The event pictures linked above are just one representation of the beautiful performance of the instruments.  The LAT tracking detector was designed and built by a collaboration of scientists, engineers, and technicians from institutions in the United States, Italy, and Japan.  The charged particle sensors in the tracker were all built in Japan, and they are truly remarkable.  About 70 square meters of these precision sensors (called Silicon Strip Detectors, or SSDs) are onboard the LAT!  Without them, GLAST would simply be impossible.

Here is a note from someone who was deeply involved in the design and production of the SSDs.  Prof Takashi Ohsugi, from Hiroshima University, is one of the key GLAST collaborators in Japan.  He and many others there are also looking forward to doing science with GLAST.
A major Japanese newspaper and some web news sites in Japan covered the GLAST launch.  It was a very exciting day for us!  We are preparing an article for the monthly report of Astronomical society of Japan (The Astronomical Herald).  A special seminar is planned in Hiroshima University to make a more detailed briefing of the GLAST project and science for students and university staff.

To connect the breakthrough observations expected from GLAST with what is known about the universe in other wavelengths, coordinated “multi-wavelength” observations wordwide are important.  In Japan, the staff of the KANATA telescope (1.5m optical, near-infrared telescope) will start
a photo-polarimetric monitoring of some bright blazars for GLAST.

Coming up…

More details about the calibrations, observations, and getting ready for the first year of science operations.  Please check back for updates.  Thanks, also, for your comments!

Update 29 June 2008

Update 29 June 2008

Greetings from SLAC.  This week I am here at the LAT Instrument Science Operations Center with many others from the international LAT team, all working together around the clock to study the detailed engineering data and to prepare for science observations.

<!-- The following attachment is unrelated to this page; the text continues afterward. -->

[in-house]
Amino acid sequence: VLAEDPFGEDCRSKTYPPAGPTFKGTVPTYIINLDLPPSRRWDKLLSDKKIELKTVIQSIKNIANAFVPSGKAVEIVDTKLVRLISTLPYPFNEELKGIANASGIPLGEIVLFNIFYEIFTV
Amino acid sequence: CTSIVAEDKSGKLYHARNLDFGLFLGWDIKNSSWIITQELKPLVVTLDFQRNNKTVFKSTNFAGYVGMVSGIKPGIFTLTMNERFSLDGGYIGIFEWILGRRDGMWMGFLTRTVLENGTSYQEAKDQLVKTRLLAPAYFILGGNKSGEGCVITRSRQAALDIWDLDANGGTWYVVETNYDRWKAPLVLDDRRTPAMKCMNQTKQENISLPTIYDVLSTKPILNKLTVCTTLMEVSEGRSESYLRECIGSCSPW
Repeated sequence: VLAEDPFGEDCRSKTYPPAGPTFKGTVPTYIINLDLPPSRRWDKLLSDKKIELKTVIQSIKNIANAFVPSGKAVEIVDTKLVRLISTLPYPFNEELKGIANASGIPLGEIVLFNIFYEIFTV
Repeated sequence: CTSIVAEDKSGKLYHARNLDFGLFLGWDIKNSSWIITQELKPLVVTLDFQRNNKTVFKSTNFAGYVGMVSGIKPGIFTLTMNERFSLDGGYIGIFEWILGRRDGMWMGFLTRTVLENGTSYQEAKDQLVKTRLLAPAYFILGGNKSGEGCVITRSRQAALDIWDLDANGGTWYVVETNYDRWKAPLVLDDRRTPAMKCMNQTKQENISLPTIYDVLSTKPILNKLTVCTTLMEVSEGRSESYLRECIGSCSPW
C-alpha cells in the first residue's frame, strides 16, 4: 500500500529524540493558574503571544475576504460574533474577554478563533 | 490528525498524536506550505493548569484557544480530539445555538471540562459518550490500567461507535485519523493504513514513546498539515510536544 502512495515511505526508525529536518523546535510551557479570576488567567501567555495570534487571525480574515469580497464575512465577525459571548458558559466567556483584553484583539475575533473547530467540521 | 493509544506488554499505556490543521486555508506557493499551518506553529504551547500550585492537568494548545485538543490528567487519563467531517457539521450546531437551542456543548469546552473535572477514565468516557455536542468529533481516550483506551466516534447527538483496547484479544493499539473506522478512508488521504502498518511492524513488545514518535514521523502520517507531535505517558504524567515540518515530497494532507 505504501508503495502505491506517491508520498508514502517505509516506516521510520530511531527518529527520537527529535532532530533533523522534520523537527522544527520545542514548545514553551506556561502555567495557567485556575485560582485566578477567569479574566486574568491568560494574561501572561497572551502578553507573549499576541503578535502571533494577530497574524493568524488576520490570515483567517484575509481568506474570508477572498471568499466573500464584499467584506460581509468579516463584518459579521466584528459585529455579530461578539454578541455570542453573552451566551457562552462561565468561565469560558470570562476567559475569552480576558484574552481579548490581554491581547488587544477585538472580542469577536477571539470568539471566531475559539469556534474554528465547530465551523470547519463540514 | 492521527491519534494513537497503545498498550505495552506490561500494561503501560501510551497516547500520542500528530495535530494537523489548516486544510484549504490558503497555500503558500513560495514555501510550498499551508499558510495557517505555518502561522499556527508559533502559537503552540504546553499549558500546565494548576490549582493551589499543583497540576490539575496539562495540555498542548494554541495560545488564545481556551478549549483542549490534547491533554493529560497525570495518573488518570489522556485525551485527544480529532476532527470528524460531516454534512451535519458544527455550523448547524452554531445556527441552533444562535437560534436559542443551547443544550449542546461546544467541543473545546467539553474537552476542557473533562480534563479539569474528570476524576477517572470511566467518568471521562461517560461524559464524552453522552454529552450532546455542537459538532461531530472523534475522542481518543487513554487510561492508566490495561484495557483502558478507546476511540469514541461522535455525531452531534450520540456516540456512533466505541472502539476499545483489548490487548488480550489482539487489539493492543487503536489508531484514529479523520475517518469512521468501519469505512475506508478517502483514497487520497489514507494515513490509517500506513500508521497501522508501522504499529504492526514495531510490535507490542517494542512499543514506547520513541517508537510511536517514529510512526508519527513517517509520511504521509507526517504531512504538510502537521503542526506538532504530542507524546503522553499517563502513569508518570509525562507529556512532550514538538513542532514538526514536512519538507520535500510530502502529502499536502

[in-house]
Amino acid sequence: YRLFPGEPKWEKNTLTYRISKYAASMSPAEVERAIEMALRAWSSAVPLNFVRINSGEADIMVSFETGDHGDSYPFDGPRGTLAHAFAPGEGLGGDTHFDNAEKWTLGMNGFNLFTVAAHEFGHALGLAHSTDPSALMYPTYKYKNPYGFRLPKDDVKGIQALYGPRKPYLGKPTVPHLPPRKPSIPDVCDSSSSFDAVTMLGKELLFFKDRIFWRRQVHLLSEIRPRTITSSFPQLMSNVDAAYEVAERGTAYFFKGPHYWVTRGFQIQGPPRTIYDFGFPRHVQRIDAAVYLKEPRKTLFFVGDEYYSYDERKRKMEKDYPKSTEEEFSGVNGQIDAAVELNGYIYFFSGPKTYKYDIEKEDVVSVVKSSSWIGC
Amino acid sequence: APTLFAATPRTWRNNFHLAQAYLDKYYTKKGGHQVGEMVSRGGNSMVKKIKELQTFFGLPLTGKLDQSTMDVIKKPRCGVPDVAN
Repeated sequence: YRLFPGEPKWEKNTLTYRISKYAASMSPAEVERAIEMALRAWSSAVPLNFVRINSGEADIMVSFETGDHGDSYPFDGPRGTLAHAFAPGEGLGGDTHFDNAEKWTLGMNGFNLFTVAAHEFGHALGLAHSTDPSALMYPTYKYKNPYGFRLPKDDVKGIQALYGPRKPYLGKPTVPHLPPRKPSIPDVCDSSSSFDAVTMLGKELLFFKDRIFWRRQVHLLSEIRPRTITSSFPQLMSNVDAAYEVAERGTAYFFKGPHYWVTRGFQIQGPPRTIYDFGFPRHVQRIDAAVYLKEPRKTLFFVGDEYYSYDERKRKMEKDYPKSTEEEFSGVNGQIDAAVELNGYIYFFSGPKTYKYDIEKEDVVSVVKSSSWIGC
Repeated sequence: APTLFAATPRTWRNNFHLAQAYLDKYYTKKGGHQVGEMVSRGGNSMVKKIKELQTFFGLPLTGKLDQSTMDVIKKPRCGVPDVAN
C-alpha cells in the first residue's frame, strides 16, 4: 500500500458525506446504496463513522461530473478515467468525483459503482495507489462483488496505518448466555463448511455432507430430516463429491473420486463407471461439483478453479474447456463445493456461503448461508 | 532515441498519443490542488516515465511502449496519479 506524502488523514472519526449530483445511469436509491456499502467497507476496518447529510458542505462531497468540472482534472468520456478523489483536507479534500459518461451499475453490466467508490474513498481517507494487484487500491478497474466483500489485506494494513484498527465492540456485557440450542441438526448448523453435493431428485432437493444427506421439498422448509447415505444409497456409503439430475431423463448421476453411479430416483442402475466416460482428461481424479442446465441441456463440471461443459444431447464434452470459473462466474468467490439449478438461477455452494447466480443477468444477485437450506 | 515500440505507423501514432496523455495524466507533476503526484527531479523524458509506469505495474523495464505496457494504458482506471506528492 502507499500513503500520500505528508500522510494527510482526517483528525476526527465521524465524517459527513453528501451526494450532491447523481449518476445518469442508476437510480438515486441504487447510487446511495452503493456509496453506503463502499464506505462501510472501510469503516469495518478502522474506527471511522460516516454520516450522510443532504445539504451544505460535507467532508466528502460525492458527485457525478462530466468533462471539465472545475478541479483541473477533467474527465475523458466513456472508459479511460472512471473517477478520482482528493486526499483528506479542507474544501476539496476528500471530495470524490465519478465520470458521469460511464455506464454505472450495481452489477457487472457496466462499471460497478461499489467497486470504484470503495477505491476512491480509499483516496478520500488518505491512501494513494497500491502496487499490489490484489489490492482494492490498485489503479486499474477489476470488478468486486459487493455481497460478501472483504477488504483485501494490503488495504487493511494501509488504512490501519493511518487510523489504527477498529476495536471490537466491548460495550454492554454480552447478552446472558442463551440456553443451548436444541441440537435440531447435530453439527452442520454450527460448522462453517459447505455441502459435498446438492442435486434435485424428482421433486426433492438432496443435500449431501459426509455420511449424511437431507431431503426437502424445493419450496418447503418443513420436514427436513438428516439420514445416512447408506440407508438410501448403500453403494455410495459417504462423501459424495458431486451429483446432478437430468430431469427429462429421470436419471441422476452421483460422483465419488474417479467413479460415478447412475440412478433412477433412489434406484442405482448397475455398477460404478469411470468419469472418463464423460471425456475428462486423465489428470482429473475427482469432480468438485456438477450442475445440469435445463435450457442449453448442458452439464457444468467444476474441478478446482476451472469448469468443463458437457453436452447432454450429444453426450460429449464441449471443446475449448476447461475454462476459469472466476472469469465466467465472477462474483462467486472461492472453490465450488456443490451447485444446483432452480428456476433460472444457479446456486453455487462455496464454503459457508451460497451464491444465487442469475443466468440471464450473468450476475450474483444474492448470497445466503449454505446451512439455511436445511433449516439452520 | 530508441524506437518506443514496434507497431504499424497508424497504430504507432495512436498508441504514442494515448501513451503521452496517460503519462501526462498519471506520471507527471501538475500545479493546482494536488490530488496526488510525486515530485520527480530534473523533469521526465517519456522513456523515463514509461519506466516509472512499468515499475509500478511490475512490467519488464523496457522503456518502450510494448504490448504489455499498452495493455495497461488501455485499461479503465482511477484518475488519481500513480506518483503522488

What has GLAST been doing lately?

Everything continues to go very well and the work is proceeding on schedule.

The LAT is an advanced particle detector with many adjustable parameters to tune, and for the past few days data have been taken with different values for many of those key parameters.  In addition, special data-taking periods are being devoted to characterizing the fluxes of background particles hitting the instrument.  The very detailed work is going smoothly.  The additional diagnostic data taking is keeping the onboard temporary data storage (solid state recorder, or SSR) and data transmission paths well exercised.  Over time, the data rate from the LAT will be reduced to the planned science operations level of about 1.2 megabits per second.

The GBM is continuing on-orbit calibrations and checkout as well.  A few days ago, the GBM rehearsed the burst-alert message chain.  (When an instrument on GLAST detects a gamma-ray burst, a special communications channel is immediately opened to the ground, and an alert is put onto the internet (here is what GLAST will report)  so that other observatories can repoint to study the burst.)

The observatory is powered electrically by solar panels that also charge an onboard battery.  The battery is important because during every 95-minute orbit GLAST spends some time in earth’s shadow (night time for GLAST).  Engineers in the Mission Operations Center at Goddard made adjustments this week on the rate at which the powerful solar arrays are allowed to charge the battery, based on operating experience.  These adjustments will help ensure a long life for the battery.

Looking forward

While work is proceeding to make sure the instruments are ready for science observations, we can’t help thinking about what we will soon be seeing for the first time in the months ahead!  Here are some thoughts from LAT team member Isabelle Grenier, from the Service d’Astrophysique, CEA Saclay

  Soon we will have a first look at the sky with the sharpest ‘gamma-ray glasses’ ever built! A sky that will at last appear as magnificent at the night sky we can admire with our naked eyes, filled with thousands of gamma-ray stars and barred by the bright shades of the Milky Way. But we will see a much more lively and tumultuous sky than the peaceful starry nights we are accustomed to. Intense flashes will last seconds to hours and many stars will blaze and fade away over days and months. A sky showing us how animated the Universe can be, how powerful too, with many objects capable of producing particles and light of incredible energy.
  Looking back at the successes of the previous telescopes that had discovered a handful of gamma-ray sources in the seventies, tens of them in the eighties, two hundred in the nineties, the team is preparing to detect thousands of them with GLAST. The task is complex because they appear on top of the bright emission from the clumpy nebulae of the Milky Way. It is equivalent to seeing small sail boats lost among big waves during a tempest: a small error on predicting the surface of the rough sea and we miss the tiny sails. We unfortunately don’t know so well our own galaxy and it impacts our ability to detect point sources.